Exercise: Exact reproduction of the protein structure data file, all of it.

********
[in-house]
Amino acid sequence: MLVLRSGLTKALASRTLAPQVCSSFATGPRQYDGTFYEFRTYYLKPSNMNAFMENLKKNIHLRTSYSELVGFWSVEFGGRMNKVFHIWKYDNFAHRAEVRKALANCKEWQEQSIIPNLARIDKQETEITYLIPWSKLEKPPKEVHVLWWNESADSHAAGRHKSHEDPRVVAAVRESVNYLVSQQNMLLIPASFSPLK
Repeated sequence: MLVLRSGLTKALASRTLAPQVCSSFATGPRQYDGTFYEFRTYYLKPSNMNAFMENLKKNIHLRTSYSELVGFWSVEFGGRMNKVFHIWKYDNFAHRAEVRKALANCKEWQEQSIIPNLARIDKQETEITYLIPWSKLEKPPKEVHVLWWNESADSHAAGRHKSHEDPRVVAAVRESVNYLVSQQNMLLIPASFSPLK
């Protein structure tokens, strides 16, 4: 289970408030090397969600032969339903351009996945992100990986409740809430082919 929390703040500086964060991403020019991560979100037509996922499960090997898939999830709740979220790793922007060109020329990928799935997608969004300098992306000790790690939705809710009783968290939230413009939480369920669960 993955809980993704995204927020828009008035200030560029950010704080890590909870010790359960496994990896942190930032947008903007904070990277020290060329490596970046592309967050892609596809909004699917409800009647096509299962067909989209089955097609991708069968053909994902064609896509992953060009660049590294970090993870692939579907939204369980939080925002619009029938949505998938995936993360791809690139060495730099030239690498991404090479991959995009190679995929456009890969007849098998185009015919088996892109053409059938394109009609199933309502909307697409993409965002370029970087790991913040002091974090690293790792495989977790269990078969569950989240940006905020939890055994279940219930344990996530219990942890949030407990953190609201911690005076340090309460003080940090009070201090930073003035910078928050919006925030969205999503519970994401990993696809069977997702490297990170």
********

[in-house]
Amino acid sequence: MLVLRSGLTKALASRTLAPQVCSSFATGPRQYDGTFYEFRTYYLKPSNMNAFMENLKKNIHLRTSYSELVGFWSVEFGGRMNKVFHIWKYDNFAHRAEVRKALANCKEWQEQSIIPNLARIDKQETEITYLIPWSKLEKPPKEVHVLWWNESADSHAAGRHKSHEDPRVVAAVRESVNYLVSQQNMLLIPASFSPLK
Repeated sequence: MLVLRSGLTKALASRTLAPQVCSSFATGPRQYDGTFYEFRTYYLKPSNMNAFMENLKKNIHLRTSYSELVGFWSVEFGGRMNKVFHIWKYDNFAHRAEVRKALANCKEWQEQSIIPNLARIDKQETEITYLIPWSKLEKPPKEVHVLWWNESADSHAAGRHKSHEDPRVVAAVRESVNYLVSQQNMLLIPASFSPLK
């Protein structure tokens, strides 16, 4: 289970408030090397969600032969339903351009996945992100990986409740809430082919 929390703040500086964060991403020019991560979100037509996922499960090997898939999830709740979220790793922007060109020329990928799935997608969004300098992306000790790690939705809710009783968290939230413009939480369920669960 993955809980993704995204927020828009008035200030560029950010704080890590909870010790359960496994990896942190930032947008903007904070990277020290060329490596970046592309967050892609596809909004699917409800009647096509299962067909989209089955097609991708069968053909994902064609896509992953060009660049590294970090993870692939579907939204369980939080925002619009029938949505998938995936993360791809690139060495730099030239690498991404090479991959995009190679995929456009890969007849098998185009015919088996892109053409059938394109009609199933309502909307697409993409965002370029970087790991913040002091974090690293790792495989977790269990078969569950989240940006905020939890055994279940219930344990996530219990942890949030407990953190609201911690005076340090309460003080940090009070201090930073003035910078928050919006925030969205999503519970994401990993696809069977997702490297990170």